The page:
Sunday, January 17, 2010

Microsoft MCSA-MCSE Training Providers - Insights

By Jason Kendall

Are you toying with the idea of doing an MCSE? It's very possible then that it's likely you'll come into one of two categories: You're currently an IT professional and you'd like to gain accreditation with the Microsoft qualification. Alternatively you might be just about to enter the IT environment, and you've found that there are many opportunities for certified networking professionals.

When looking into training companies, make sure you steer clear of those who cut costs by failing to use the most up-to-date Microsoft version. Such institutions will hold back the student as they will have been learning from the wrong MCSE version which doesn't match the present exams, so it could be impossible for them to pass.

Avoid businesses who're just out to sell you anything. You should be given detailed advice to ensure you are on the right course for you. Don't allow yourself to be sold some generic product by some pushy sales person.

A study programme really needs to work up to a nationally (or globally) recognised certification as an end-result - definitely not some 'in-house' plaque for your wall.

From a commercial standpoint, only the big-boys like Microsoft, Adobe, Cisco or CompTIA (for instance) will get you into the interview seat. Nothing else makes the grade.

A service that many training companies provide is job placement assistance. This is to assist your search for your first position. The need for this feature can be bigged up out of proportion though - it's quite easy for eager sales people to overplay it. The fact of the matter is, the still growing need for IT personnel in the UK is why employers will be interested in you.

Help with your CV and interview techniques may be available (if not, see one of our sites for help). Make sure you work on your old CV today - don't wait until you've finished your exams!

It can happen that you haven't even passed your first exam when you will get your initial junior support role; yet this is not possible unless you've posted your CV on job sites.

If you'd like to keep travelling time and costs to a minimum, then it's quite likely that an independent and specialised local employment service may be more appropriate than some national concern, for they're going to be familiar with the jobs that are going locally.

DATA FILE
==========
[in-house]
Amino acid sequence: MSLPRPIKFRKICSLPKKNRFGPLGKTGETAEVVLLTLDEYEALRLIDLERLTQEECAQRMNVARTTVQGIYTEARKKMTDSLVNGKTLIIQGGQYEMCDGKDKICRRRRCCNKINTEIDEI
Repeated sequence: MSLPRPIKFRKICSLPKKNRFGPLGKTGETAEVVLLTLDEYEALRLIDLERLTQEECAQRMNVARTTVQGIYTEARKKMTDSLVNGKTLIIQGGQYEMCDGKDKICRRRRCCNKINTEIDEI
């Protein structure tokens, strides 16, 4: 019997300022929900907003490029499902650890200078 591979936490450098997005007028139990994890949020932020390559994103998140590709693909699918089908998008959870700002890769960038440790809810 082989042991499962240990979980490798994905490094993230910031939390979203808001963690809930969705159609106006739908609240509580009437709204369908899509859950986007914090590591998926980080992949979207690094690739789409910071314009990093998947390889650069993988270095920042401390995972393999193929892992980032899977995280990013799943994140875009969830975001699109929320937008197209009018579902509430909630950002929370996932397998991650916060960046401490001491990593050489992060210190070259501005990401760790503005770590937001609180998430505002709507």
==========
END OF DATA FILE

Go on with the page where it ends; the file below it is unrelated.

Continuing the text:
To bottom line it, if you put the same amount of effort into securing your first job as into training, you won't find it too challenging. Some people bizarrely spend hundreds of hours on their training and studies and do nothing more once they've passed their exams and seem to expect employers to find them.

We're often asked why traditional degrees are less in demand than the more commercial qualifications?

With the costs of academic degree's becoming a tall order for many, and the IT sector's increasing awareness that corporate based study is often far more commercially relevant, there's been a dramatic increase in Microsoft, CompTIA, CISCO and Adobe accredited training programmes that create knowledgeable employees for considerably less.

University courses, for instance, can often get caught up in a lot of loosely associated study - and much too wide a syllabus. Students are then prevented from learning the core essentials in sufficient depth.

Assuming a company is aware what they're looking for, then all it takes is an advert for the particular skill-set required. The syllabuses are set to exacting standards and can't change from one establishment to the next (as academic syllabuses often do).

One thing you must always insist on is 24x7 round-the-clock support via professional mentors and instructors. So many companies we come across will only offer a basic 9am till 6pm support period (maybe later on certain days) with very little availability over the weekend.

Find a good quality service with help available at any time of the day or night (no matter if it's in the middle of the night on a weekend!) Make sure it's always 24x7 direct access to mentors and instructors, and not access to a call-in service which takes messages - so you're parked in a queue of others waiting to be called back during office hours.

We recommend that you search for training programs that have multiple support offices around the globe in several time-zones. These should be integrated to offer a simple interface as well as 24x7 access, when it's convenient for you, with no hassle.

Don't accept second best when you're looking for the right support service. Most IT hopefuls who throw in the towel, are in that situation because of support (or the lack of).

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